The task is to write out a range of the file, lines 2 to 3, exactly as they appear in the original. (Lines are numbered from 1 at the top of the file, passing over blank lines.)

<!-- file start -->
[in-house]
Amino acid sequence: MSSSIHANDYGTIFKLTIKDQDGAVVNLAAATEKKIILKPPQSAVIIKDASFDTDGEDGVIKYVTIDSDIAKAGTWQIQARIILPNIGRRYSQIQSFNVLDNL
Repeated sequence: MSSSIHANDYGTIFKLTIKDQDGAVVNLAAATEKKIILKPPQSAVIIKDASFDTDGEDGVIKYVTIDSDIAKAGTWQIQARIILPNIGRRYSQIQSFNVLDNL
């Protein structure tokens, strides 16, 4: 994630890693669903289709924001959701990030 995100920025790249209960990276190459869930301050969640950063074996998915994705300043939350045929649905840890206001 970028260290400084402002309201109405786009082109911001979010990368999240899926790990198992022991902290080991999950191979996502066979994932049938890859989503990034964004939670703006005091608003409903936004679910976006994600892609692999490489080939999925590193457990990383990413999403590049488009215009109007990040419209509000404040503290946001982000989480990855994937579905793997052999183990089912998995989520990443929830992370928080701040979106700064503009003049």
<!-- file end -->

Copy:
Amino acid sequence: MSSSIHANDYGTIFKLTIKDQDGAVVNLAAATEKKIILKPPQSAVIIKDASFDTDGEDGVIKYVTIDSDIAKAGTWQIQARIILPNIGRRYSQIQSFNVLDNL
Repeated sequence: MSSSIHANDYGTIFKLTIKDQDGAVVNLAAATEKKIILKPPQSAVIIKDASFDTDGEDGVIKYVTIDSDIAKAGTWQIQARIILPNIGRRYSQIQSFNVLDNL